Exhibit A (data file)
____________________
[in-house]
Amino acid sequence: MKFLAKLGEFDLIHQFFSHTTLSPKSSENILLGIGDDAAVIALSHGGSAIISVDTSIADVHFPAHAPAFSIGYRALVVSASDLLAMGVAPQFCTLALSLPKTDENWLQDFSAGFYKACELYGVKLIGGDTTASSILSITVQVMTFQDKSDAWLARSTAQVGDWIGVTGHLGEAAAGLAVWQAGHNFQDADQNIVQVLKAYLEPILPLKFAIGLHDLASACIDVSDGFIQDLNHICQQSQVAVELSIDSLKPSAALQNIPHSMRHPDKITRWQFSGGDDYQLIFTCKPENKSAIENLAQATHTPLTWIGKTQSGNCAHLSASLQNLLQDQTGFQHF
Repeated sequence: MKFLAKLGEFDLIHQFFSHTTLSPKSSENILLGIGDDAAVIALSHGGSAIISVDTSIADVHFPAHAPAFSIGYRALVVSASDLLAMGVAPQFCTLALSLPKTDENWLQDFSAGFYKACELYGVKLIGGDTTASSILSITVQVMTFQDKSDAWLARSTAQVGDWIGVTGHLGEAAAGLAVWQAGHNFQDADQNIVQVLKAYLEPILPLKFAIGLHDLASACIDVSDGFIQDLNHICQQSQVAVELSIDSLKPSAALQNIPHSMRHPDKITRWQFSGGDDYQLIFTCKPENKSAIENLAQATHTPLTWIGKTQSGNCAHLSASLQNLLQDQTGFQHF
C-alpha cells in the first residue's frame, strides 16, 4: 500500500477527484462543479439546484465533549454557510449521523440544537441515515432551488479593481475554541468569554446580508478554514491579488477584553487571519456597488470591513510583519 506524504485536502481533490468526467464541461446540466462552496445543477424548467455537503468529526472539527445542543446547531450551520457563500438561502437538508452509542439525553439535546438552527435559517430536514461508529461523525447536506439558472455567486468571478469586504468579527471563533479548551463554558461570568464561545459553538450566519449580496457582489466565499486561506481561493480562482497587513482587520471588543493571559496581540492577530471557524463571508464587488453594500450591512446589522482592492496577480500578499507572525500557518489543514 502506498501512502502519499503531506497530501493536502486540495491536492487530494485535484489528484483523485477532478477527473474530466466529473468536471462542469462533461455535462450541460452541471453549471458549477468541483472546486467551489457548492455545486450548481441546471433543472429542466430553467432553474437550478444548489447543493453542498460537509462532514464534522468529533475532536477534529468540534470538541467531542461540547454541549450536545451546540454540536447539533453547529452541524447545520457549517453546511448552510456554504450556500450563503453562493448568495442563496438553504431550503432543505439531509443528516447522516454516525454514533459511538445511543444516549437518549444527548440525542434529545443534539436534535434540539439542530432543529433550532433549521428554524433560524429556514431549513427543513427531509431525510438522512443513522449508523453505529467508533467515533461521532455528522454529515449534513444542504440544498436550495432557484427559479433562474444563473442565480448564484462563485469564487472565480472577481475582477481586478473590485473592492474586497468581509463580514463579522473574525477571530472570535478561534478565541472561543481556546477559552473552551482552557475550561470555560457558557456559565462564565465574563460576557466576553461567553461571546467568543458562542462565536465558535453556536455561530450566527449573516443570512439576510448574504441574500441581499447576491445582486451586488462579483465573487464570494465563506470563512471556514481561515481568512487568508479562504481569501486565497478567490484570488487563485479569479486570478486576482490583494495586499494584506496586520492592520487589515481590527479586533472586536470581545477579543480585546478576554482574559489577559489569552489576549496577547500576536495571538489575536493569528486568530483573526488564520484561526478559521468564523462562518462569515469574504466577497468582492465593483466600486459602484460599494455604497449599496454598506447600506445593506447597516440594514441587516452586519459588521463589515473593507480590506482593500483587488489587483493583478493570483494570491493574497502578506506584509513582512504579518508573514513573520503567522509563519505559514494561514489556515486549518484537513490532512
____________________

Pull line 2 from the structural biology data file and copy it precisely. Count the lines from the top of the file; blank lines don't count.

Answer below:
Amino acid sequence: MKFLAKLGEFDLIHQFFSHTTLSPKSSENILLGIGDDAAVIALSHGGSAIISVDTSIADVHFPAHAPAFSIGYRALVVSASDLLAMGVAPQFCTLALSLPKTDENWLQDFSAGFYKACELYGVKLIGGDTTASSILSITVQVMTFQDKSDAWLARSTAQVGDWIGVTGHLGEAAAGLAVWQAGHNFQDADQNIVQVLKAYLEPILPLKFAIGLHDLASACIDVSDGFIQDLNHICQQSQVAVELSIDSLKPSAALQNIPHSMRHPDKITRWQFSGGDDYQLIFTCKPENKSAIENLAQATHTPLTWIGKTQSGNCAHLSASLQNLLQDQTGFQHF